For those of you who don’t know, Top Chef is a TV show on Bravo in which chefs compete on a weekly basis to be the last one standing and therefore, Top Chef. Every week they are presented a new challenge with one person emerging as the winner and advancing on, and another, the loser who is told to pack his/her knives and go.

And so it came to pass that last Wednesday, the producers (that would be you, Tom Colicchio!) decided to focus the show around the upcoming Super Bowl and brought in cheftestants from previous seasons to compete against this year’s contestants to make a signature dish representing the food of one of the NFL teams selected for this challenge.

And so it also came to pass that the Miami Dolphin contestants got seafood, the New Orleans team got crawfish, Seattle had salmon and so on and so forth, and then came Green Bay (the greatest team of all times) and my dear, darling Italian stud-muffin, Fabio, this season’s hottie contestant got….drum roll….venison.

Whaaaa?????????? Tom Colicchio, are you out of your mind? The word we are looking for, dear Thomas, is “bratwurst” (or brats). I mean, sure, venison is popular in that region but I can guarantee you, Thomas, as a lifelong member of Packer Nation, we do not run to the concession stands during a break in the action for venison. We do not tailgate, dear Thomas, for venison. We live for brats and beer…or brats soaked in beer…or beer (who the hell needs a brat, anyway?) but never, ever, ever for venison. Sheesh. Any Wisconsonite knows that.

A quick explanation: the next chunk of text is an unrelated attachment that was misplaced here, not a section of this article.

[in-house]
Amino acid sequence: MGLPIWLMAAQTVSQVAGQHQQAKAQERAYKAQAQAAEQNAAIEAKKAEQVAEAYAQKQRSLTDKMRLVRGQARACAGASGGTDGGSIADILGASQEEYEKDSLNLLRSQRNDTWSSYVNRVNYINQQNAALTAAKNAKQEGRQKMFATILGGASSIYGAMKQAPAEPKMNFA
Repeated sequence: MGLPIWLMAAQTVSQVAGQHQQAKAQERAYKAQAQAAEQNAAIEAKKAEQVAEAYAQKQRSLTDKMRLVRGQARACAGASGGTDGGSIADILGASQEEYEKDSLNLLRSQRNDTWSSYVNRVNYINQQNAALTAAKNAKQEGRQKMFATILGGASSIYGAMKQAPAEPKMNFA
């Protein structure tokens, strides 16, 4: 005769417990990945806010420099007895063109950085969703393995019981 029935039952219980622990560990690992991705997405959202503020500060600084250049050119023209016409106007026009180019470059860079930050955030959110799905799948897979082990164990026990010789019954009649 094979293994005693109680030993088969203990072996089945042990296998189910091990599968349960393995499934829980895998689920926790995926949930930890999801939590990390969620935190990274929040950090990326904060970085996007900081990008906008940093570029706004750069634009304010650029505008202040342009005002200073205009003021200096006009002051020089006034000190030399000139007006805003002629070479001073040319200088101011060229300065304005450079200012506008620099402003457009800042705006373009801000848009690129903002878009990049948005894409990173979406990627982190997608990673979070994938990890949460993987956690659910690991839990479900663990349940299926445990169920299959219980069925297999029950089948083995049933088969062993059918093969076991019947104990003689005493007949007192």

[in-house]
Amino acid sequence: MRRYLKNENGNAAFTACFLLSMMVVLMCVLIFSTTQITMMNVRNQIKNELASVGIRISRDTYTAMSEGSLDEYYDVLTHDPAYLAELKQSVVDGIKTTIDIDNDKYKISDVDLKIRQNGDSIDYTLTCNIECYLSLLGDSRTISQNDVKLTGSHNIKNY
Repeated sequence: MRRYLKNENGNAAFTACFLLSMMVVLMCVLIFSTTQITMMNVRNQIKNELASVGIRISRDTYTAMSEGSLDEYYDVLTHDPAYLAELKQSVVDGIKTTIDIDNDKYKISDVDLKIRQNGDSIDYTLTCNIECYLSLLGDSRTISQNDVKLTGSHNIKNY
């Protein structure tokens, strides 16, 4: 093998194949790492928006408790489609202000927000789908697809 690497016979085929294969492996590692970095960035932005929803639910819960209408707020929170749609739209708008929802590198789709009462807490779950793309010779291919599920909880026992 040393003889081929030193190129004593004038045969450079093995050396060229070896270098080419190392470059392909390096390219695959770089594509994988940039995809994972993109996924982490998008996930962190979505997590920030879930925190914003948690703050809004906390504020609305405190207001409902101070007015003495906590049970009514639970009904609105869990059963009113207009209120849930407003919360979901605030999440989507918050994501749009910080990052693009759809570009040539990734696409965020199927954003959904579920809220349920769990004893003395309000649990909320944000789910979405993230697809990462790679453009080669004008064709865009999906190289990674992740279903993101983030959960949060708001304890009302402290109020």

And so it eventually came to pass that Fabio was on the chopping block for overcooking his venison and for misusing cheddar cheese in his salad although I hardly know how it is possible to misuse Wisconsin cheddar; really, these judges have antlers stuck up their…. At least he was spared for another week (and good thing, too, because je t’adore his Italian accent…and yes, I realize that phrase is French) but so is the evil, egotistical (“I love me, who do you love?”) Stefan who, sad to say, seems poised to take the contest this year (but so help me, if he wins Fan Favorite, I am outta here).

But I digress. This week is about the actual Super Bowl where men do not have to cook venison in the shape of a bratwurst (now that would have been something, huh?!) to show their mettle.

This year’s contest pitted the Pittsburg Steelers (no pun intended on the “pitted”) and the Arizona Cardinals. It was a very close game and it looked like the Cardinals just might pull it off when the Steelers scored a touchdown with 35 seconds to go to take a 4-point lead. Nuts. Although I intended to root for the Steelers, the fact that Arizona was such an underdog got to me and so I started pulling for them and they came oh-so-close; maybe next year?

So speaking of hits and misses, winners and losers, and Pittsburg and Arizona, I think I was very creative in finding foods from both camps to serve for Super Bowl Sunday. And here’s how: I have two Pittsburg cookbooks but not one specifically for Arizona, and so was momentarily stumped until I found a recipe for Tortilla Rice Soup in the Pittsburg cookbook. Ah ha! Tortilla + Rice = Southwest = Arizona = touchdown! (You see how easy that was?) And the dish was, in fact, a winner.